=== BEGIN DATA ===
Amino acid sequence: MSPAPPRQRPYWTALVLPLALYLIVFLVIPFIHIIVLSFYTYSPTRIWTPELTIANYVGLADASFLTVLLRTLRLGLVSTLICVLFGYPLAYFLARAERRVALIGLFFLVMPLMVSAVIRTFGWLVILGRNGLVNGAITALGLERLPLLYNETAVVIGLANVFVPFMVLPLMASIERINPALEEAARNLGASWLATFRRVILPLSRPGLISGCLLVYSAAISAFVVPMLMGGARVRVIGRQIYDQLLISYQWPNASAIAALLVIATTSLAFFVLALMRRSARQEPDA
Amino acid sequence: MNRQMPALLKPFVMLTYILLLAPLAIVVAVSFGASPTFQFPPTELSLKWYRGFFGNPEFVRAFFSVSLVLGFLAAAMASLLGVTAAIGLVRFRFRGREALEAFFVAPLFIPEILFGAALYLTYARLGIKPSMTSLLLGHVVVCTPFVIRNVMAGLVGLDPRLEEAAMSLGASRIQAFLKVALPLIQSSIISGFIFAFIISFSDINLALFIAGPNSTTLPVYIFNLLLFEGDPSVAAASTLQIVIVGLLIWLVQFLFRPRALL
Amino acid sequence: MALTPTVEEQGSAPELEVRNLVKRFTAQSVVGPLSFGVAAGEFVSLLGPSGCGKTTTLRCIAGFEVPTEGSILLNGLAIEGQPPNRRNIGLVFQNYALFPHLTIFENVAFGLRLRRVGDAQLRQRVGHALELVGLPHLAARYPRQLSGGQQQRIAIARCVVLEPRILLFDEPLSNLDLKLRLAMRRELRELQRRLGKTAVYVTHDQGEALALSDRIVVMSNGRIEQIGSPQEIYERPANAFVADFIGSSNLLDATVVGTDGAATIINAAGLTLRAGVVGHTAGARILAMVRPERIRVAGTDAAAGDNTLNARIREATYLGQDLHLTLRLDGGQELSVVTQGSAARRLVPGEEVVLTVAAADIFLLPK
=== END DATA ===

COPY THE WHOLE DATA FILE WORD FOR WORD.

Amino acid sequence: MSPAPPRQRPYWTALVLPLALYLIVFLVIPFIHIIVLSFYTYSPTRIWTPELTIANYVGLADASFLTVLLRTLRLGLVSTLICVLFGYPLAYFLARAERRVALIGLFFLVMPLMVSAVIRTFGWLVILGRNGLVNGAITALGLERLPLLYNETAVVIGLANVFVPFMVLPLMASIERINPALEEAARNLGASWLATFRRVILPLSRPGLISGCLLVYSAAISAFVVPMLMGGARVRVIGRQIYDQLLISYQWPNASAIAALLVIATTSLAFFVLALMRRSARQEPDA
Amino acid sequence: MNRQMPALLKPFVMLTYILLLAPLAIVVAVSFGASPTFQFPPTELSLKWYRGFFGNPEFVRAFFSVSLVLGFLAAAMASLLGVTAAIGLVRFRFRGREALEAFFVAPLFIPEILFGAALYLTYARLGIKPSMTSLLLGHVVVCTPFVIRNVMAGLVGLDPRLEEAAMSLGASRIQAFLKVALPLIQSSIISGFIFAFIISFSDINLALFIAGPNSTTLPVYIFNLLLFEGDPSVAAASTLQIVIVGLLIWLVQFLFRPRALL
Amino acid sequence: MALTPTVEEQGSAPELEVRNLVKRFTAQSVVGPLSFGVAAGEFVSLLGPSGCGKTTTLRCIAGFEVPTEGSILLNGLAIEGQPPNRRNIGLVFQNYALFPHLTIFENVAFGLRLRRVGDAQLRQRVGHALELVGLPHLAARYPRQLSGGQQQRIAIARCVVLEPRILLFDEPLSNLDLKLRLAMRRELRELQRRLGKTAVYVTHDQGEALALSDRIVVMSNGRIEQIGSPQEIYERPANAFVADFIGSSNLLDATVVGTDGAATIINAAGLTLRAGVVGHTAGARILAMVRPERIRVAGTDAAAGDNTLNARIREATYLGQDLHLTLRLDGGQELSVVTQGSAARRLVPGEEVVLTVAAADIFLLPK